Cannabis forum offers Hongkongers chance to invest in drug while calling on city authorities to legalise it for medicinal use
- Cannabis Investor Symposium takes place in Kowloon, with tickets costing US$1,000 each
- It attracts 200 pot entrepreneurs looking to invest in markets where use of cannabis is legal
Global cannabis firms have rolled into Hong Kong with their own investor forum and called on local authorities to legalise the medicinal use of the drug.
But the authorities and experts quickly extinguished the idea, saying there was no market in the city for the drug, even for medicinal use.
Saul Kaye, the founder and CEO of iCAN Israel Cannabis and one of the organisers of the event, said he wrote to Hong Kong officials weeks ago to explain the purpose of the symposium and invited them along, but was rejected. He refused to specify which authorities he invited.
Before the forum started, organisers told participants no cannabis consumption would be permitted at the event and reiterated the drug laws that were strictly enforced in the city.
Cannabis is treated as a dangerous drug in Hong Kong. Trafficking the drug into the city carries a maximum sentence of life in prison, while possessing or inhaling it risks seven years’ imprisonment.
“Cannabis is not a drug. It’s a great medicine and is natural. We have really started to revolutionise how we think about cannabis,” Kaye said.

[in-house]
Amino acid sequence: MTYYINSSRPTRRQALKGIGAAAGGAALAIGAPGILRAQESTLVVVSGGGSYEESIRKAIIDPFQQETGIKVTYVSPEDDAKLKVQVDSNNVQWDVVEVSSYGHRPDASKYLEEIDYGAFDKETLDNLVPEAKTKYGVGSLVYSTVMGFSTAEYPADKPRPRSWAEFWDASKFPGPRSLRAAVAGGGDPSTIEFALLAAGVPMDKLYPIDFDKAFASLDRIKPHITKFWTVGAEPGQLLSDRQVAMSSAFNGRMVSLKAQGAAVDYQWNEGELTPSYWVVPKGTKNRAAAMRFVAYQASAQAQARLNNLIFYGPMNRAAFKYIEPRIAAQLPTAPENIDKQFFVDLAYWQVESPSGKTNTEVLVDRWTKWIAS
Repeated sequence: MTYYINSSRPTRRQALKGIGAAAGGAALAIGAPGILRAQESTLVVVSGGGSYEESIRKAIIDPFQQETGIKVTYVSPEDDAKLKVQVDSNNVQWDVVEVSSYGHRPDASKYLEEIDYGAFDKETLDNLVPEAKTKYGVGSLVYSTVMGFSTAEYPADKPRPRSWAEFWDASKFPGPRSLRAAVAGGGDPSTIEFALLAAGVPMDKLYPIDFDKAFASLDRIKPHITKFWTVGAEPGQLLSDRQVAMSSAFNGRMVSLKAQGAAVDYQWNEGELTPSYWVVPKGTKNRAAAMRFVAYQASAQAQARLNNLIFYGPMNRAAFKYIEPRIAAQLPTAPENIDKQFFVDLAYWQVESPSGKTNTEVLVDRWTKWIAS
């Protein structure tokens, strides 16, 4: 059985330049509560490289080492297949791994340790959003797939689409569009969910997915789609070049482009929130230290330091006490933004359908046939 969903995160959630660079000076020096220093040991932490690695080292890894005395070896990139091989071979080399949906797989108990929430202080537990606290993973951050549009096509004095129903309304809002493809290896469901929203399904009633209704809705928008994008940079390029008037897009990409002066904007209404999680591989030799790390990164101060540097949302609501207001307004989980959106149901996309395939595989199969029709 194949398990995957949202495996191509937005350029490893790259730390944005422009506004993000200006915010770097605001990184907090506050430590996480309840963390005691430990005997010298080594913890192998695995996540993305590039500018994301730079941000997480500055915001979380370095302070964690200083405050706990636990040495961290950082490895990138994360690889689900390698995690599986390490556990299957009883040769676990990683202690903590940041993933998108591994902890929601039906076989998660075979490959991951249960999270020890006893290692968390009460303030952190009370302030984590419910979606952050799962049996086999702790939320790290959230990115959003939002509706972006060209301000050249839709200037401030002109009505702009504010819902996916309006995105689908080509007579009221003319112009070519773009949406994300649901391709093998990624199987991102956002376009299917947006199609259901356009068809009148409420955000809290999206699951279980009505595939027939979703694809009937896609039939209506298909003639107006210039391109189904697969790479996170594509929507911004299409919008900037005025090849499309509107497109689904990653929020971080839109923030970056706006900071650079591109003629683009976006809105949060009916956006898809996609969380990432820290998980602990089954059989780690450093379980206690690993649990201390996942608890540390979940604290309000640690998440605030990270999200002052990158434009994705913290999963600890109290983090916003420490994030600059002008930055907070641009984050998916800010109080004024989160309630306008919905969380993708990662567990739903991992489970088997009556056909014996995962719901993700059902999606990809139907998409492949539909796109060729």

“That’s why we chose Hong Kong to be at the edge of where it is happening. And it is happening here. It is just underground and we helped bring it into the line.
“We wanted [to get local officials] in the room. We want to help them get better regulations. We want to help them understand it isn’t illegal. It is not a black market we are talking about.”
The Post contacted the Security Bureau, the police and the customs authority but none were aware of any invitation to the event.
The bureau warned that anyone dealing cannabis in Hong Kong, whether the drug itself was in the city or not, would be committing a crime while the customs authority said it would closely monitor any suspected drug activities and take prompt action when necessary.
Professor William Chui Chun-ming, president of the Society of Hospital Pharmacists, said cannabis had a medicinal value in the 60s serving as a painkiller or anti-vomiting medicine. But it had no medicinal market in Hong Kong now, Chui said, as there were so many other options.
“Being a natural medicine doesn’t mean it is not harmful,” Chui said. “While it could relieve pain and anxiety, it causes a lot of adverse effects such as faster heartbeat and influence in brain. It is also addictive.”
The Food and Health Bureau said the authority was not in position to comment on the issue.
Kaye added the cannabis business in Canada was worth around US$100 billion and he hoped to attract Chinese investment into these projects.
“They are looking. They are excited by the industry as it is the fastest growing industry in the world. They need [to know] where to put their capital to work.”
Hong Kong police warned on their website that long-term cannabis abusers could suffer endocrine disorder, conjunctivitis, bronchitis and smoking-related diseases.